Depression and anxiety are extremely common mental illnesses, but they’re very poorly understood by society in general.
Because of social stigmas and misconceptions, suffering from these conditions can be lonely, confusing, and emotionally exhausting.
In some ways, anxiety and depression can feel like your mind is stuck in a prison that no one can see.
The In’s And Out’s of Mental Health
Depression isn’t a feeling that comes and goes, it’s a constant state of despair that affects your emotional and physical health. People suffering from depression may have a hard time finding the positive side of everything or feeling hopeful that better times will come (1).
Depression is perhaps more challenging for children and adolescents because parents can have a hard time understanding their children’s problems, which can seem small and insignificant to them and cause their child even more loneliness and despair.
Anxiety can be just as debilitating as depression, but rather than feeling exhaustion and apathy, sufferers feel nervous or worried for hours or even days on end. This anxiety can be a serious handicap in regards to your health, career, and relationships (2).
Neither disorders is a result of personal weakness, a character flaw, or poor upbringing. Instead, mental illness can be triggered by traumatic events, genetics, medication, and underlying medical conditions like anemia and thyroid dysfunction (3).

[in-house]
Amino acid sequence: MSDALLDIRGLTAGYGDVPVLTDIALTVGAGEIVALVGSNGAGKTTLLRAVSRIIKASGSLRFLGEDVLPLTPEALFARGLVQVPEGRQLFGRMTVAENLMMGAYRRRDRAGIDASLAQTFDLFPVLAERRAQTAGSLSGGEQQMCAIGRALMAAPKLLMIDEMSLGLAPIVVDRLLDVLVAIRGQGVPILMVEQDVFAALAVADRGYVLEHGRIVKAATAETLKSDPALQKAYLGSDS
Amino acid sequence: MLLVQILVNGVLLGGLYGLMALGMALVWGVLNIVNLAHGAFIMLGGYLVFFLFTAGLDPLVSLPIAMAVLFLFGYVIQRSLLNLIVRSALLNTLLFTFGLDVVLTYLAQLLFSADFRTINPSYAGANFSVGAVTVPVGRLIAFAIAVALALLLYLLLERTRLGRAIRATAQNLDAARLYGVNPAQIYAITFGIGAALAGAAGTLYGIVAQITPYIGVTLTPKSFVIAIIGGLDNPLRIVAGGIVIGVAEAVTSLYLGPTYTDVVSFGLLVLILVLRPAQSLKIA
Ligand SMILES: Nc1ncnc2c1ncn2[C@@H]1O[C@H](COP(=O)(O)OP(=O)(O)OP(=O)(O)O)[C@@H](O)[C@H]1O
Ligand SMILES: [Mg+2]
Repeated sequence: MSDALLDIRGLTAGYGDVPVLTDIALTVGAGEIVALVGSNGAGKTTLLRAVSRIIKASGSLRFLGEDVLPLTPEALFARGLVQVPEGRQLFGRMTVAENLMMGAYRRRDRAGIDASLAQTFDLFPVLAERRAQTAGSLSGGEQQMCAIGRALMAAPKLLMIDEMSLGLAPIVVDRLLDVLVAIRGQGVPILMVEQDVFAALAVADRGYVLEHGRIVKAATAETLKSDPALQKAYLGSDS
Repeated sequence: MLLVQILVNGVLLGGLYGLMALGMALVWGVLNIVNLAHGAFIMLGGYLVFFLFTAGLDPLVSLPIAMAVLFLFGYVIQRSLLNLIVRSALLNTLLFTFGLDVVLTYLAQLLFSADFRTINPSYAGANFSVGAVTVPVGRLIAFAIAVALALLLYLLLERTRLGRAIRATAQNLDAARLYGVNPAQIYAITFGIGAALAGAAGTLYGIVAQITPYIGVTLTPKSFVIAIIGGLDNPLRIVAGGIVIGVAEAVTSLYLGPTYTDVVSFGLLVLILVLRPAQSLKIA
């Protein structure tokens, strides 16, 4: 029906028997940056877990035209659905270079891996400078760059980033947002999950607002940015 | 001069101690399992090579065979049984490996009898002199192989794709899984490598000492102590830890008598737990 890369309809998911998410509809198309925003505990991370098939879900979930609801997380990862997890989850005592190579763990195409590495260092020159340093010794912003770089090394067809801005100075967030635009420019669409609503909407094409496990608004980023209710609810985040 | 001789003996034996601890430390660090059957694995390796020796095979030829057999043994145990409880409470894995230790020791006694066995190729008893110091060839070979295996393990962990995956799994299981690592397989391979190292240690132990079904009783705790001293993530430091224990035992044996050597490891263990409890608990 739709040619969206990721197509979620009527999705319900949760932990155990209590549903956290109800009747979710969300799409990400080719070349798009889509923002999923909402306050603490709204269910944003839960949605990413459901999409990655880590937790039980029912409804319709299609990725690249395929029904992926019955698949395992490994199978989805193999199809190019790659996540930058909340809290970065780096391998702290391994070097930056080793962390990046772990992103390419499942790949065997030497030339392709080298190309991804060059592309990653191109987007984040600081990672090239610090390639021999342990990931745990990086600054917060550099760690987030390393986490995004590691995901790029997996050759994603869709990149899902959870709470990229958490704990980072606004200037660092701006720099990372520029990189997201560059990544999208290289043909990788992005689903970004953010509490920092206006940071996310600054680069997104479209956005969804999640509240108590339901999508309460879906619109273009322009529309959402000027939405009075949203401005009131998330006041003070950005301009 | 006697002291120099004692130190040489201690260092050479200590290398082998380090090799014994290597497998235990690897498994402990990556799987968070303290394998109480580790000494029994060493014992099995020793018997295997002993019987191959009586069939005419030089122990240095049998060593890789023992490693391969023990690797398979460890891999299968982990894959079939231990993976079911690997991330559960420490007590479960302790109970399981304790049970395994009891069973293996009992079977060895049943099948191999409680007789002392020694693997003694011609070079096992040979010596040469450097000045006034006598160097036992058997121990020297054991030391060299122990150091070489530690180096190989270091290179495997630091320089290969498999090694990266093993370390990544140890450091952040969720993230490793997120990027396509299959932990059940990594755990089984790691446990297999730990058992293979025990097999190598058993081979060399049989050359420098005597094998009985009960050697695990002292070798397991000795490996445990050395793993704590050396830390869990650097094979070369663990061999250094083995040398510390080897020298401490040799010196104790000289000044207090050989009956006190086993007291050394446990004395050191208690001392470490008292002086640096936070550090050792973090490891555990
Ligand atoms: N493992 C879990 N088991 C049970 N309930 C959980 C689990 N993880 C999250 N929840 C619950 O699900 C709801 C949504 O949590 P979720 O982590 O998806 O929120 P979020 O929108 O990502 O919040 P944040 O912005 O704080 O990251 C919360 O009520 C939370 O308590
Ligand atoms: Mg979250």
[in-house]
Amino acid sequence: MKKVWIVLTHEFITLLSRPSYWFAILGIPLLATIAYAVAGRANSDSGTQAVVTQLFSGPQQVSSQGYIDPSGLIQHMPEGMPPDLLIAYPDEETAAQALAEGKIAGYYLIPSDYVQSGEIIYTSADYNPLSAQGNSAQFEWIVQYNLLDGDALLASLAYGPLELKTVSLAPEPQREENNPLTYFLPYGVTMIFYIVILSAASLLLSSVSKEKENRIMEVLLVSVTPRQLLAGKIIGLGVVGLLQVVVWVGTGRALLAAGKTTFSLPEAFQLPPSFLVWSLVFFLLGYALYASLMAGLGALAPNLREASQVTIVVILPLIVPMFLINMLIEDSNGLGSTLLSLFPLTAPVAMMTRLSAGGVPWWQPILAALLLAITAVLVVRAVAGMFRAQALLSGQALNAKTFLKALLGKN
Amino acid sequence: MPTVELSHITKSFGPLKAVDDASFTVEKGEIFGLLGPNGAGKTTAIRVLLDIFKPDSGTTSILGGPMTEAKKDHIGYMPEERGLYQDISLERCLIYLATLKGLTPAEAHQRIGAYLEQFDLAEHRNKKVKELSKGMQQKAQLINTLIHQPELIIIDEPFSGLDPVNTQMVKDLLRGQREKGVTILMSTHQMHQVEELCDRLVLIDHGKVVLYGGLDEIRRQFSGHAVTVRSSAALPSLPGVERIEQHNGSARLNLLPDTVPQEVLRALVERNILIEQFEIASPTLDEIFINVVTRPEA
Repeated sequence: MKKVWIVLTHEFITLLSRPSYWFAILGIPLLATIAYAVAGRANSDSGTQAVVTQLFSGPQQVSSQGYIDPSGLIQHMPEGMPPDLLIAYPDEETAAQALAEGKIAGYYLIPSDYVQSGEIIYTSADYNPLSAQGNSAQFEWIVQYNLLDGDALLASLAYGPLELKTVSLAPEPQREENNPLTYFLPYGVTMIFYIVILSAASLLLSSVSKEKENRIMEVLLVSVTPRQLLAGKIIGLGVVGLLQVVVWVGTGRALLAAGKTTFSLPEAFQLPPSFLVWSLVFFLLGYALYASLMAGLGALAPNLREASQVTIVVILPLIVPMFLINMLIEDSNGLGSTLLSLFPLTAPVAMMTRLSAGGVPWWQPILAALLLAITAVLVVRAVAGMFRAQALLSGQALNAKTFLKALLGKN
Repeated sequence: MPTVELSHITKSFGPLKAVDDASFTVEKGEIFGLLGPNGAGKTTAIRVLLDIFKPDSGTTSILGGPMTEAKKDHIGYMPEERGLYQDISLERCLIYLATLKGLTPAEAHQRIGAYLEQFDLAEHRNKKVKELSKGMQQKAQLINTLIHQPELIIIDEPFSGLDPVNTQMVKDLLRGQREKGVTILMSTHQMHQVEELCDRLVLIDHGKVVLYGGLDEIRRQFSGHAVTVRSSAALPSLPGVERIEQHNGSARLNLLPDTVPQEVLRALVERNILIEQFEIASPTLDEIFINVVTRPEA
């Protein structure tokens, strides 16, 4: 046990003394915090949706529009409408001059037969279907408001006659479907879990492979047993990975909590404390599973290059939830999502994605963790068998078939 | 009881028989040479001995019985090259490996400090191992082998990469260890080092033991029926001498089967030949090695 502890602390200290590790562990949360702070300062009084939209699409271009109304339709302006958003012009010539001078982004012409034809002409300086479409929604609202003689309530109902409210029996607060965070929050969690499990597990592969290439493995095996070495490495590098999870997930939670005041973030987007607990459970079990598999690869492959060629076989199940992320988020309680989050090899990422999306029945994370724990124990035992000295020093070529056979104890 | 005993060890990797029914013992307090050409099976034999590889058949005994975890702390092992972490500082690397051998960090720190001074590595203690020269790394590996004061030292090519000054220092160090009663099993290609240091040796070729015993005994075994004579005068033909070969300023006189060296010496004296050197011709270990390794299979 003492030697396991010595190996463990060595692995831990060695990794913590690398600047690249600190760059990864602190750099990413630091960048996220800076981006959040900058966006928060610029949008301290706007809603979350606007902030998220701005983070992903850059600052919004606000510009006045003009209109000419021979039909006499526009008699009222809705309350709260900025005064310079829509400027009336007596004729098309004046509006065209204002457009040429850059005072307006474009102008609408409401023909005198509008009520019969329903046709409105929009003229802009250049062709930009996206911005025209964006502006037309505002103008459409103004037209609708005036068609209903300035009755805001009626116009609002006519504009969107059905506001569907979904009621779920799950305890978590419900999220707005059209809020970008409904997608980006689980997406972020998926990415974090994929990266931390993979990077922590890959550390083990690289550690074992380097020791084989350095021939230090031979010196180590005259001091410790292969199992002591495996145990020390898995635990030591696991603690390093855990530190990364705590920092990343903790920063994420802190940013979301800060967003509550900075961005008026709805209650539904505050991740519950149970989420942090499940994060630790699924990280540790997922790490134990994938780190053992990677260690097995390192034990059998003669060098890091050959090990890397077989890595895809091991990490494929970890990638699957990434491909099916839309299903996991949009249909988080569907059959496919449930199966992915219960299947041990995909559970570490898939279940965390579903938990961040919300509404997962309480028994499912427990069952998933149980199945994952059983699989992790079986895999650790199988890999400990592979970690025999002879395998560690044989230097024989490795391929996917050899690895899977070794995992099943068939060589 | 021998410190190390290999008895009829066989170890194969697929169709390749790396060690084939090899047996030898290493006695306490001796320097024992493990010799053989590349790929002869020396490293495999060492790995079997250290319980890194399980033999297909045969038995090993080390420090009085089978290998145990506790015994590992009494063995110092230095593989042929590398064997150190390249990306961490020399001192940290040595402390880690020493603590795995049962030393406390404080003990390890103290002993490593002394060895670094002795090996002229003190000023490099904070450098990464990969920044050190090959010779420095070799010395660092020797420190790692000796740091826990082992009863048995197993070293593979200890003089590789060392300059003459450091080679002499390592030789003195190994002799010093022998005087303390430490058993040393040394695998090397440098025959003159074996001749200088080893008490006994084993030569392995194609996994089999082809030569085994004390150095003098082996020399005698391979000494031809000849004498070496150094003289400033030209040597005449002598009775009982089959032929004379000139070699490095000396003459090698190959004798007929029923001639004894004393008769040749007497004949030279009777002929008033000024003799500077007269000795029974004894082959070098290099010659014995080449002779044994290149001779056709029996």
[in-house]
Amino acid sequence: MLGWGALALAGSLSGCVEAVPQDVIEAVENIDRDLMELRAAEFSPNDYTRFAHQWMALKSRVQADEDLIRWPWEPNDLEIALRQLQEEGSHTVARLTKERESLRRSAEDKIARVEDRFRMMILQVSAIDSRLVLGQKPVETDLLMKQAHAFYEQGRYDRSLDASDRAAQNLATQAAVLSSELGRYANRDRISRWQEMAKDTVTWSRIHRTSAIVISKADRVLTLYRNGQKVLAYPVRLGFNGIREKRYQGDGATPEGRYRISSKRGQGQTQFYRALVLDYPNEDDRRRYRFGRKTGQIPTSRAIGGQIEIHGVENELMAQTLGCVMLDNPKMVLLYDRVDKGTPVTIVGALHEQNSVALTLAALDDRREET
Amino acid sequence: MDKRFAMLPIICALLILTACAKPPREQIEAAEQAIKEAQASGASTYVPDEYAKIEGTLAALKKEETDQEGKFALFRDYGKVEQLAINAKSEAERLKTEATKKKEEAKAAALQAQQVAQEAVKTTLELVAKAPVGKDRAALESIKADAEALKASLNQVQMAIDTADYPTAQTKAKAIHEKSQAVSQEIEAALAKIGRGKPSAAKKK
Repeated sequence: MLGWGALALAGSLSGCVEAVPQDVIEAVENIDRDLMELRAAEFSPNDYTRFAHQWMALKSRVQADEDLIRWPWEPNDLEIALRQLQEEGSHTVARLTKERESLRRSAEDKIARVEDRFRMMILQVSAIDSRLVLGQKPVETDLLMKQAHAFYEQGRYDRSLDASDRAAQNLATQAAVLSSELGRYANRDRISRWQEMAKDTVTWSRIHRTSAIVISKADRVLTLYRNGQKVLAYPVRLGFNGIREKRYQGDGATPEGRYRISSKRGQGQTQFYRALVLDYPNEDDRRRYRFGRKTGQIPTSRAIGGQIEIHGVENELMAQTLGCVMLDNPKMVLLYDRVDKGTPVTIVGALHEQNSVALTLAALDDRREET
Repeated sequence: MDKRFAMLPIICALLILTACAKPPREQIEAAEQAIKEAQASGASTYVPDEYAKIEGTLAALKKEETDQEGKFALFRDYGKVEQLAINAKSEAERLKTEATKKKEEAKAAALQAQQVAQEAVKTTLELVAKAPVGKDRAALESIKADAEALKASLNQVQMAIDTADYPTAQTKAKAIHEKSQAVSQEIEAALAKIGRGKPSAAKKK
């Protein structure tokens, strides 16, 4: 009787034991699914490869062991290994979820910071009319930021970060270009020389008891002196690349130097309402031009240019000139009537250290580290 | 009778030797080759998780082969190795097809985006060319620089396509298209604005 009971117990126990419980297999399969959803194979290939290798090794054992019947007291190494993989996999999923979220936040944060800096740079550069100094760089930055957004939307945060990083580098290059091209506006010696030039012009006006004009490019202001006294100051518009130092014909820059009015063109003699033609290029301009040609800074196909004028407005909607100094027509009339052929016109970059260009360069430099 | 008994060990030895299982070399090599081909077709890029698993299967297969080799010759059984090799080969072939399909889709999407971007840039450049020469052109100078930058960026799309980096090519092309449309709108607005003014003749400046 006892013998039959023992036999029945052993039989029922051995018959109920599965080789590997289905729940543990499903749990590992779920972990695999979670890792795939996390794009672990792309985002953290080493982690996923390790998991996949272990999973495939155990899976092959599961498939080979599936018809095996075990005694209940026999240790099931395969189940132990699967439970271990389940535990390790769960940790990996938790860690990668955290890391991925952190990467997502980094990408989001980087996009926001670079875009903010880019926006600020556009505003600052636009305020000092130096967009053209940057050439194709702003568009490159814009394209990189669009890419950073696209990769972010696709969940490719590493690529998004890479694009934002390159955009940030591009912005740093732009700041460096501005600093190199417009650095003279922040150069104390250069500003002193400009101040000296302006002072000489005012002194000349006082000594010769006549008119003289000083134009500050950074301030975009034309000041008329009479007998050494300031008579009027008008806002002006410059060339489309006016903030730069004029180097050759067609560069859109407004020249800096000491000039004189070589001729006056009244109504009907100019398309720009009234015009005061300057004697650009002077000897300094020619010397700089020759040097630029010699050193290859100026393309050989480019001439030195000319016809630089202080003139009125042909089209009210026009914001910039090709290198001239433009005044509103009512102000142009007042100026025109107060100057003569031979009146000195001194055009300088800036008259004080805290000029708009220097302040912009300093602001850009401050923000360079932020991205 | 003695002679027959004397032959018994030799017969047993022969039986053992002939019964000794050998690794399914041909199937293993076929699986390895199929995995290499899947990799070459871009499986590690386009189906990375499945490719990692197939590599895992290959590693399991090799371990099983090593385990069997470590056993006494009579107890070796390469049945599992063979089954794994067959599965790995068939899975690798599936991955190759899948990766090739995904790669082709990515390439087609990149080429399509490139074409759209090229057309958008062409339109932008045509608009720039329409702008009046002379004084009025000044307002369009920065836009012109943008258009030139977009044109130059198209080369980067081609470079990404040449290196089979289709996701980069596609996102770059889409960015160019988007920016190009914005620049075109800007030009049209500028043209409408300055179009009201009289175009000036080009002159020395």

In hopes of fighting the stigma against mental illness, British illustrator Gemma Correll dedicated a whole cartoon series on anxiety and depression. She pairs her personal experience with the illnesses with humour to help her readers feel understood (4).
She also hopes to spark an open conversation on the subject: “I honestly think that humor can be a savior at times of distress or if you just live with a constant level of anxiety and depression like I do. I do think that people should speak more freely about anxiety. I know that I would have felt a little better as an anxiety-ridden teenager if I knew that I wasn’t completely alone in my fears” (5).
If you like the pictures below, feel free to visit Gemma’s website for more adorable illustrations. You can also visit her facebook page, where hundreds of sufferers have gathered to share their struggles and offer support.